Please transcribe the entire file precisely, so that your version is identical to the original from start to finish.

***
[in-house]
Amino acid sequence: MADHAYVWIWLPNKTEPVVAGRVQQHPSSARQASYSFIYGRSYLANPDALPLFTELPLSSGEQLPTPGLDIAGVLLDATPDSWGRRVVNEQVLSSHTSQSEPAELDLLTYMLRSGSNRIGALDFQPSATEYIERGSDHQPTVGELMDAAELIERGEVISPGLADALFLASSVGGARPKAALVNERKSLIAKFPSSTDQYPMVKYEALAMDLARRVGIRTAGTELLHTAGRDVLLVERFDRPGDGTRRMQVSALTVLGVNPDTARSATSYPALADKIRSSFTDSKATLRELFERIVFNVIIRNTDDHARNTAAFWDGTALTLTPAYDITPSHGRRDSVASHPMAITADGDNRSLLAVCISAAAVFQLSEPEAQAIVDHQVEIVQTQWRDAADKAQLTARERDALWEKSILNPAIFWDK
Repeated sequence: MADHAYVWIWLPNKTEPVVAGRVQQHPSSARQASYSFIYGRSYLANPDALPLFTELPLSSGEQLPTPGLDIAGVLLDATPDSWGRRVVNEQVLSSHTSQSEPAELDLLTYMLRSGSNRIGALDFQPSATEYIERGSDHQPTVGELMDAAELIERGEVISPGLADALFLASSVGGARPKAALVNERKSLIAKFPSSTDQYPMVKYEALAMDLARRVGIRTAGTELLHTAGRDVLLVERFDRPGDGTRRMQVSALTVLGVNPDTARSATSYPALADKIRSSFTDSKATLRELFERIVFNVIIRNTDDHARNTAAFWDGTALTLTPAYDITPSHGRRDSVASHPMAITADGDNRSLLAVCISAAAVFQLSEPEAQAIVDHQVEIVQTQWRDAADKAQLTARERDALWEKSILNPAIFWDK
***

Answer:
[in-house]
Amino acid sequence: MADHAYVWIWLPNKTEPVVAGRVQQHPSSARQASYSFIYGRSYLANPDALPLFTELPLSSGEQLPTPGLDIAGVLLDATPDSWGRRVVNEQVLSSHTSQSEPAELDLLTYMLRSGSNRIGALDFQPSATEYIERGSDHQPTVGELMDAAELIERGEVISPGLADALFLASSVGGARPKAALVNERKSLIAKFPSSTDQYPMVKYEALAMDLARRVGIRTAGTELLHTAGRDVLLVERFDRPGDGTRRMQVSALTVLGVNPDTARSATSYPALADKIRSSFTDSKATLRELFERIVFNVIIRNTDDHARNTAAFWDGTALTLTPAYDITPSHGRRDSVASHPMAITADGDNRSLLAVCISAAAVFQLSEPEAQAIVDHQVEIVQTQWRDAADKAQLTARERDALWEKSILNPAIFWDK
Repeated sequence: MADHAYVWIWLPNKTEPVVAGRVQQHPSSARQASYSFIYGRSYLANPDALPLFTELPLSSGEQLPTPGLDIAGVLLDATPDSWGRRVVNEQVLSSHTSQSEPAELDLLTYMLRSGSNRIGALDFQPSATEYIERGSDHQPTVGELMDAAELIERGEVISPGLADALFLASSVGGARPKAALVNERKSLIAKFPSSTDQYPMVKYEALAMDLARRVGIRTAGTELLHTAGRDVLLVERFDRPGDGTRRMQVSALTVLGVNPDTARSATSYPALADKIRSSFTDSKATLRELFERIVFNVIIRNTDDHARNTAAFWDGTALTLTPAYDITPSHGRRDSVASHPMAITADGDNRSLLAVCISAAAVFQLSEPEAQAIVDHQVEIVQTQWRDAADKAQLTARERDALWEKSILNPAIFWDK